Lambert Cabbie Fees: Update on Drivers' Suit Against Taxicab Commission


An extra airport fee to fund the taxicab commission is legal, its lawyer says.
  • An extra airport fee to fund the taxicab commission is legal, its lawyer says.
Last week, we told you about the lawsuit filed by a pair of taxi drivers, alleging that the $1 fee assessed on cabs leaving Lambert-St. Louis International Airport is an illegal tax.

But within days of the class action suit being filed, things are already changing at Lambert: Cab drivers coming from outside St. Louis County and St. Louis City say they've been told that they'll no longer be charged the extra $1 fee.

The cabbies see that as a sign that their lawsuit has gotten the attention of the taxicab commission. "They're trying to back off because of the suit," cab driver Charles Cole tells Daily RFT.

The taxicab commission disputes that claim.

The $1 surcharge came about in 2005. The airport had long charged cabbies $2 per trip, but then, in 2005, the Metropolitan Taxicab Commission added an additional $1 charge on every cab leaving the airport. The money went to fund the commission, which regulates taxis in St. Louis city and county.

Attorney Jennifer Fisher, who represents the cabbies, says that federal regulations require that any fees collected by airports go toward airport operations. That's true of the $2 fee, she says, but not the additional $1 that cabbies have been paying. That makes it illegal.

But Tom McCarthy, the attorney for the taxicab commission, insists to Daily RFT that the extra surcharge is OK. It was vetted by lawyers familiar with FAA regulations, he says. And since the parking garage collects the money and remits it directly to the taxicab commission, the money doesn't fall under airport regulations. "We have the statutory authority to do this," he says. "It's clear as a bell."

So why the change in how taxi drivers from outside the county are being treated? Well, for one thing, the taxicab commission only has limited jurisdiction over taxis that operate outside St. Louis County, as McCarthy acknowledges. He tells Daily RFT that the commission never meant to charge them the surcharge.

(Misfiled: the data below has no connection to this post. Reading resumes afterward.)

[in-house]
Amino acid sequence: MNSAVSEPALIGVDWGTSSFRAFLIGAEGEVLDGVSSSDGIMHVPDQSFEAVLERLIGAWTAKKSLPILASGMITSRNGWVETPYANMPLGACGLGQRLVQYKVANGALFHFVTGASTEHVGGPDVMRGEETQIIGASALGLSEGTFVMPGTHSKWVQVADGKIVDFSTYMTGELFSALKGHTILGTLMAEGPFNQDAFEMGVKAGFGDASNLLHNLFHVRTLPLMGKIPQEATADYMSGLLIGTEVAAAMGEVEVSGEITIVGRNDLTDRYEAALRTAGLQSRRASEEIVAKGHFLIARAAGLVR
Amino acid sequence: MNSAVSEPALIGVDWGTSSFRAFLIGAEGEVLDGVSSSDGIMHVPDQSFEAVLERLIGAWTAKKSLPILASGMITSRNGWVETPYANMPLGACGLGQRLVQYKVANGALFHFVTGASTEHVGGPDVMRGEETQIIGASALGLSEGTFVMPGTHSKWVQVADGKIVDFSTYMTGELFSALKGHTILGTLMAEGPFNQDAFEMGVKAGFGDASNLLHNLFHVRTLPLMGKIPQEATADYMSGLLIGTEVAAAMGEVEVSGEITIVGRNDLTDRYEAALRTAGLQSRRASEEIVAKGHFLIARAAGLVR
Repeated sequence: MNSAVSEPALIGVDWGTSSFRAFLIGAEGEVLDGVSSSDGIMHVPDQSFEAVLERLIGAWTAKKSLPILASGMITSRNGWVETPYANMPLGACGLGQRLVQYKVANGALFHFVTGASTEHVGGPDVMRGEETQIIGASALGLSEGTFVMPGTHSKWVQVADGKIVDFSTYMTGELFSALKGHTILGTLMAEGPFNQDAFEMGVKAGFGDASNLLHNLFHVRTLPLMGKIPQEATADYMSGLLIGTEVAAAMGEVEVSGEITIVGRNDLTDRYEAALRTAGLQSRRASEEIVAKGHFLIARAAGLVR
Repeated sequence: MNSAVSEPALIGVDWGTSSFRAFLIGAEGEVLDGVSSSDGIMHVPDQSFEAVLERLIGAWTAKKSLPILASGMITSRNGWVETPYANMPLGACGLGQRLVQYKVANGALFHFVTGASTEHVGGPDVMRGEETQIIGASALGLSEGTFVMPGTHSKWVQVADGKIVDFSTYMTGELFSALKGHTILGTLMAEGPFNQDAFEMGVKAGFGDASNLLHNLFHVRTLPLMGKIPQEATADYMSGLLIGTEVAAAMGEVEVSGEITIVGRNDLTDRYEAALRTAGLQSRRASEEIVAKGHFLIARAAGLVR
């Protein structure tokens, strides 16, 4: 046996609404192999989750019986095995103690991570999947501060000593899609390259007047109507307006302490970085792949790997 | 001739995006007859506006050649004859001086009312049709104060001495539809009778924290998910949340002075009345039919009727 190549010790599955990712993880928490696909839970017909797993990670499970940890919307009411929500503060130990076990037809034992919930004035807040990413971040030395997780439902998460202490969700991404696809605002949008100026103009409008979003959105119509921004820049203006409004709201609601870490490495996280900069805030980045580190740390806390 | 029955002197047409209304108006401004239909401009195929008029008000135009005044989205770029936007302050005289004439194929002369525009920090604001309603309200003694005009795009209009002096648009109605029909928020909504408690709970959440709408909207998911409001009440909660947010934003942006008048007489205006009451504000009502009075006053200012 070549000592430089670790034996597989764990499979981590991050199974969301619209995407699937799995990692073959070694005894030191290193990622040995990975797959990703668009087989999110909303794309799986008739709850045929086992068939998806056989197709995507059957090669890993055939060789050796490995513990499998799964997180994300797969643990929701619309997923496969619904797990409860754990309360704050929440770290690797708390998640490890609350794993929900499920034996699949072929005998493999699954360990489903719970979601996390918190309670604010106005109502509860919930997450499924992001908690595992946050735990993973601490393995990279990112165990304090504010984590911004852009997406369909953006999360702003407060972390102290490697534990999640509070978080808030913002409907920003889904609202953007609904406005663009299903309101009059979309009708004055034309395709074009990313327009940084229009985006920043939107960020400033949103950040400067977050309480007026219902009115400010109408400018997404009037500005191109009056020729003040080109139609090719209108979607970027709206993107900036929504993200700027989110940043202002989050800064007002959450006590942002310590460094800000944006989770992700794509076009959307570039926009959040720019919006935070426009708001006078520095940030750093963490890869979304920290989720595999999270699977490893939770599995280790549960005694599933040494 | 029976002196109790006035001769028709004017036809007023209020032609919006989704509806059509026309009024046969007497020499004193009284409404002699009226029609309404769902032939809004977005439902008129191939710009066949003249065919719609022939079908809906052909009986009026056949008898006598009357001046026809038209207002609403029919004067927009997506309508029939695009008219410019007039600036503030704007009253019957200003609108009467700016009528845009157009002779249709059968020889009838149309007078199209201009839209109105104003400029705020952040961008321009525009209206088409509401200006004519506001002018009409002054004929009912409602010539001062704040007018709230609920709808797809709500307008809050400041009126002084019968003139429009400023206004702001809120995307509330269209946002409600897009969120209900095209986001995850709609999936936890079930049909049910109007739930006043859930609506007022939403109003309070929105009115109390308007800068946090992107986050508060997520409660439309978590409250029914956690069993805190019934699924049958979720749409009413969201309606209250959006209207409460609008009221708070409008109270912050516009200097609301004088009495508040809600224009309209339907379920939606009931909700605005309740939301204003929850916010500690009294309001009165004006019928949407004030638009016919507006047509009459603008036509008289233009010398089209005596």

Taxi drivers say they've been forced to pay it. While county cabs flash a "proximity card" that bills their company directly, out-of-county cabbies like Cole say they've been forced to pay cash.

That has nothing to do with the taxicab commission, McCarthy says. He says that only the "proximity card" fees are remitted to the commission -- so the rest must go the airport. "The cab commission has never charged vehicles from outside St. Louis County," he insists. "We don't know who was charging them that fee -- although I doubt it was in anything other than the mistaken belief that it was correct."

Whether the timing is coincidence or not, it appears that out-of-county taxis are in for a break. As for the others -- the much larger group of cabbies under the control of taxicab commission -- Fisher vows to press the suit on their behalf, as well as on behalf of all the fees paid by out-of-county cabs in the last six years.

"They willfully and intentionally broke the law," she says of the taxicab commission. "They knew this was in violation of policy. We want to make sure that not only do we collect money on behalf of people who've been penalized for [the commission's] wrongful conduct -- but to help punish people who commit these types of actions."

McCarthy says the taxicab commission hasn't been officially served with the suit yet, but intends to defend the fee vigorously.

Ronald Klein, executive director of the commission, declined comment, referring Daily RFT to McCarthy.

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